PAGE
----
How to tackle common finance interview questions

How to tackle common finance interview questions

Interview questions are designed to draw out information about how you have made a difference in your organisation, but it can be difficult to come up with examples when you are nervous.

To make sure you present your experience and suitability for the role in the best light, preparing and practising answers before the interview is key. If you are not trying to come up with the right example for each answer on the spot, you’ll be less nervous.

Over the course of my career, I have had a lot of experience in the candidate hot seat, as well as in the role of interviewer. Here are some of the most common questions you will come across in a finance interview, along with a framework for preparing your answer to include the detail interviewers are looking for.

1. Give me some examples of how you applied your finance skills in previous roles. Remember to keep to specific examples, ideally from recent roles. Always use examples that result in improvements to the organisation. Bear in mind that a top performing commercial finance team serves its customers (both internal and external) and seeks to stay ahead of the competition by adopting the latest technology and systems.

Outcomes you might want to cover include cost savings delivered or increases in sales income, market share, profitability, and cash flow. Any processes, systems, or services that improved efficiency or levels of service are worth highlighting.

Take this opportunity to demonstrate your interpersonal skills – with colleagues as well as external stakeholders, suppliers, and organisations with which the company has a commercial or statutory relationship.

2. Do you have knowledge of the accounting standards relevant to this industry? Do your research before the interview to make sure you are up to date on current standards and are aware of the latest status of any new draft accounting standards or proposed changes – particularly those specific to your sector, such as charity reporting and accounting guidelines.

Explain briefly whether you have knowledge of accounting standards, generally accepted accounting principles, and the US Sarbanes-Oxley Act of 2002. Describe the depth of your knowledge, how it applies to the role, and, more importantly, how you stay up to date.

3. What is your role in the month-end close process? This is a key question, and you must be able to clearly articulate your role and responsibility. Provide detail as to how you go about the close at your current or most recent employer. Give examples of where you have reduced the month-end close, made the process more efficient, and improved the accuracy of actual and forecast figures reported. 

Explain the changes made and how you implemented them, and include the interpersonal skills used to effect the changes within the organisation. If there was resistance to change, explain how you overcame it.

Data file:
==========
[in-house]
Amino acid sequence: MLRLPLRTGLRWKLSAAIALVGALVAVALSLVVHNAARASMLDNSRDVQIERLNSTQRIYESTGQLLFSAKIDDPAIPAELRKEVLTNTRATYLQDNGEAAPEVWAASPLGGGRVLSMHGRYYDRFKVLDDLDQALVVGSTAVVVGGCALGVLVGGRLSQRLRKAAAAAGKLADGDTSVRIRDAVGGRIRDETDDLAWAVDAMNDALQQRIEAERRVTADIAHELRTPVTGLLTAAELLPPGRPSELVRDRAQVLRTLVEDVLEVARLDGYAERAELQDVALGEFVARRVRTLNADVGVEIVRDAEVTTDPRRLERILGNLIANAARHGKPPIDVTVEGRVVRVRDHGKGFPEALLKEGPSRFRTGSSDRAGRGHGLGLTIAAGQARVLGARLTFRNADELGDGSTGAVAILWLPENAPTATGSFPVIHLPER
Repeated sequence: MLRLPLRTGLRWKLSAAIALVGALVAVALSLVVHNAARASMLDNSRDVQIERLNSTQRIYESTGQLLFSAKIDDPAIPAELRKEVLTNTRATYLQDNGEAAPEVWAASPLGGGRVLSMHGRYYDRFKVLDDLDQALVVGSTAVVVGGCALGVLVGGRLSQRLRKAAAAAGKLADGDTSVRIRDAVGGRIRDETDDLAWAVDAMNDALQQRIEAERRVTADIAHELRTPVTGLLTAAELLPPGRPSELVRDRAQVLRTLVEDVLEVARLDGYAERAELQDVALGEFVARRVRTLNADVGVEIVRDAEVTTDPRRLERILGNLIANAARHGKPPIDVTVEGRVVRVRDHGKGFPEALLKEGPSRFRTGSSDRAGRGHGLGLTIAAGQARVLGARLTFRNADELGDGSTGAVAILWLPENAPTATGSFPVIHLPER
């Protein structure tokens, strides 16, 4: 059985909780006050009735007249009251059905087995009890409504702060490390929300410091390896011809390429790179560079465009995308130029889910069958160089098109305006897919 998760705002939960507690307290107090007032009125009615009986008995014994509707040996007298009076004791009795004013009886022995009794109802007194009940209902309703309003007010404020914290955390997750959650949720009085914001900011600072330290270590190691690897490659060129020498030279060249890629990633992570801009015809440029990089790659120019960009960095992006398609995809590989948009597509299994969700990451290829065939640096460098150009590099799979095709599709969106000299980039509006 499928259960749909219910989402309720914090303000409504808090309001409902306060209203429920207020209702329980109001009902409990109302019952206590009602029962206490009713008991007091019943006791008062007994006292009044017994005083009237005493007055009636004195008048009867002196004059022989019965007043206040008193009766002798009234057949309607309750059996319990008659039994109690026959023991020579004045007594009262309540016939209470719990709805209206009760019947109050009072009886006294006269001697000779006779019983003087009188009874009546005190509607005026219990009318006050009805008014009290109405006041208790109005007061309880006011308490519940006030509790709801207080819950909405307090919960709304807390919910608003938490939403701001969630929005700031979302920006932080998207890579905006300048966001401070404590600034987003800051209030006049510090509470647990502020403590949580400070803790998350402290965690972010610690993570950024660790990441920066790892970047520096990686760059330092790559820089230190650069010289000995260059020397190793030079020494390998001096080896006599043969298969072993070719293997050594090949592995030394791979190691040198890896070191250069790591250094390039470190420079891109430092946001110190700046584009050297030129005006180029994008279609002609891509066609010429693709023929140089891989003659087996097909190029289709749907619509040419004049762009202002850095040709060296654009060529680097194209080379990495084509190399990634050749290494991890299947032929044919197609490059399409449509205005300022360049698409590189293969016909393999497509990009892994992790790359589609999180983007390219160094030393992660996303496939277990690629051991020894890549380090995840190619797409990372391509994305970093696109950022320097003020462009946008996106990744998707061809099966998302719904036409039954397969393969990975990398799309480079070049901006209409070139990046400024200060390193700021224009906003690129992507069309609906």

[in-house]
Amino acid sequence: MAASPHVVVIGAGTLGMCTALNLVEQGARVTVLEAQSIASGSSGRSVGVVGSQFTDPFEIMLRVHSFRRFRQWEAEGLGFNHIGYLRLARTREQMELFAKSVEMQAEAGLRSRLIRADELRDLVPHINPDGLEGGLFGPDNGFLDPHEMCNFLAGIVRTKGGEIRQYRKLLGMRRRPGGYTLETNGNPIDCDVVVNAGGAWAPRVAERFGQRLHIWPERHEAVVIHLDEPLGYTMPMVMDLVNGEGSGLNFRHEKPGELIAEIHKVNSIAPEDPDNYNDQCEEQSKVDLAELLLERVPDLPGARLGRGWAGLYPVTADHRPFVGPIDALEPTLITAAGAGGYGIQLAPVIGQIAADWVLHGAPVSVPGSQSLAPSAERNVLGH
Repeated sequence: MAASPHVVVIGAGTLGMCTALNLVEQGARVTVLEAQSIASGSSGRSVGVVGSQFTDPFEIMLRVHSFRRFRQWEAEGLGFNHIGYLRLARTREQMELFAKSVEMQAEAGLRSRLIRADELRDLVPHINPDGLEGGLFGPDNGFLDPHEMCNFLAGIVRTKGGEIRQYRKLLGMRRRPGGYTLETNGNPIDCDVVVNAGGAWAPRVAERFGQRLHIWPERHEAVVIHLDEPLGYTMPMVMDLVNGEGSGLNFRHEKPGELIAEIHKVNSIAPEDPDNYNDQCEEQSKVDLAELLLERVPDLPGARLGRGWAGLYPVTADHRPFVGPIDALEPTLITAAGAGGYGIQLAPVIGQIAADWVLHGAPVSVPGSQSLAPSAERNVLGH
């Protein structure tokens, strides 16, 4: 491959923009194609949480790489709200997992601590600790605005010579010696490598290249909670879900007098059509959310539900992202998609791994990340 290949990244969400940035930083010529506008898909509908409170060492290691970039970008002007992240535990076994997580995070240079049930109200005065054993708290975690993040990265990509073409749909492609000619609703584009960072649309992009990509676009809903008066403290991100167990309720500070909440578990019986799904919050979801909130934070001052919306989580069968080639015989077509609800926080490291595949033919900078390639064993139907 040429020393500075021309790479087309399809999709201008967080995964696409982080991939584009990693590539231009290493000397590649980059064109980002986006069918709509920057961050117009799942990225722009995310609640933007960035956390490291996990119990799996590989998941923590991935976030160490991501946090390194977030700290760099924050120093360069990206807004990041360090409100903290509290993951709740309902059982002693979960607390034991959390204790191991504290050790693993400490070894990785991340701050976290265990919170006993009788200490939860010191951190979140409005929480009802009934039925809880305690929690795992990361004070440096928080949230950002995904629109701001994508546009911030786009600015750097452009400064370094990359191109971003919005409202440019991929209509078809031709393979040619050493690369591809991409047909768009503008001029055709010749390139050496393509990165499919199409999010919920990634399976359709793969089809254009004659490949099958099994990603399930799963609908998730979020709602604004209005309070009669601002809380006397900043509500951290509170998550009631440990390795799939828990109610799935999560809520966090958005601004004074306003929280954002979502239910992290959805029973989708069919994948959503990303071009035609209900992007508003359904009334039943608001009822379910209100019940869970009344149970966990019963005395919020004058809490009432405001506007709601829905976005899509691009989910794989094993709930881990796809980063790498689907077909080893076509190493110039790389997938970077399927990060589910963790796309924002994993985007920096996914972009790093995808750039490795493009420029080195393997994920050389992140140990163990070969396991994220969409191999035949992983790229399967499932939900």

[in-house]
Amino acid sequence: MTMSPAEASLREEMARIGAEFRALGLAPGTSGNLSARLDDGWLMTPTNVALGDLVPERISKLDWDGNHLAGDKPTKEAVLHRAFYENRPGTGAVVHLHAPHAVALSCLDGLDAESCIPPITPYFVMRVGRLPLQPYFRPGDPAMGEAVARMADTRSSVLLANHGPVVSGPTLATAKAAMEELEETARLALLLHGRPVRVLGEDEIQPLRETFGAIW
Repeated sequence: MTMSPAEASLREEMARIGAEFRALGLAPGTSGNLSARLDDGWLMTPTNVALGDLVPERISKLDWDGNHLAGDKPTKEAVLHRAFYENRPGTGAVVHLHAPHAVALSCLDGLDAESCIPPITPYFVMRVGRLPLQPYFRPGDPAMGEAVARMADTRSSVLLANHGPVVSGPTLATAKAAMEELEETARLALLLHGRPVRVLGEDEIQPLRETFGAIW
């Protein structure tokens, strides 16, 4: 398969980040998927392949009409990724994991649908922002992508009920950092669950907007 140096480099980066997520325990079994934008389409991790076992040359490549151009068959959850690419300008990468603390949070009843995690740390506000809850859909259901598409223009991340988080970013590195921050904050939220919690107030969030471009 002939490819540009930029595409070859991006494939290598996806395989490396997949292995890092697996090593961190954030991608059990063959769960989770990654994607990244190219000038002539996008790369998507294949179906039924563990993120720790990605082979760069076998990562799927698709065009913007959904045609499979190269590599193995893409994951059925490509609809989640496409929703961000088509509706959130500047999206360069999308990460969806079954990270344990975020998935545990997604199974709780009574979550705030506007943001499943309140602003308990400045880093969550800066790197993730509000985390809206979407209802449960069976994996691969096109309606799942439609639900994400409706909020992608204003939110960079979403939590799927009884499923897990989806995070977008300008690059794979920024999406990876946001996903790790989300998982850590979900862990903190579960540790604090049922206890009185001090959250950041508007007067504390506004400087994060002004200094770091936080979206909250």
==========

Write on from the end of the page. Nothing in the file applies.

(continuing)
4. Describe a situation when you took the lead on a process or system implementation or were proactive. Hiring managers are hoping to hire accountants who have implementation experience and have encountered and overcome implementation issues, which had they not been addressed would have resulted in delays or even non-implementation of a project.

Give at least two examples of where issues have occurred and how you dealt with them in a timely and efficient manner. How you handled difficult situations involving staff, such as managers, board members, and external stakeholders is particularly relevant.

5. How hands-on were you? Your response will depend on whether you’ve been working for a small or large firm. Give examples of just how detailed the tasks you delivered were; this will demonstrate your experience.

6. What experience do you have of developing business metrics? Keep it brief and give as many recent examples of practical experience as you have. Then you can open the conversation out to previous employers’ specific business metrics.

7. What are your biggest weaknesses? All accountants should be able to give one shortcoming – it’s important to understand what you cannot yet do as well as your strengths. Examples might include, “I’ve never done the monthly close, SEC reporting, or Sarbanes-Oxley on my own, but I’ve supported that process.” Or, “I can be impatient but am learning to handle it better.”

Interview stress tips:

  • Think of someone you know who always copes well under pressure, and visualise how he or she reacts to stress. Use this as a visual reminder that stress can allow us to access our courage and strength. It can change us into our “best self” for any challenge we may face.
  • Think of the interview as a meeting between two people getting to know each other.
  • Before the interview, repeat positive phrases like these in your head or out loud to help you feel more confident: 

I am going to do my best. 
I am prepared

I can do this.
This job is mine.
I can ace this interview in my sleep.

Nigel Armitt, FCMA, CGMA, ( is a UK-based author and coach who specialises in helping professionals prepare for interviews.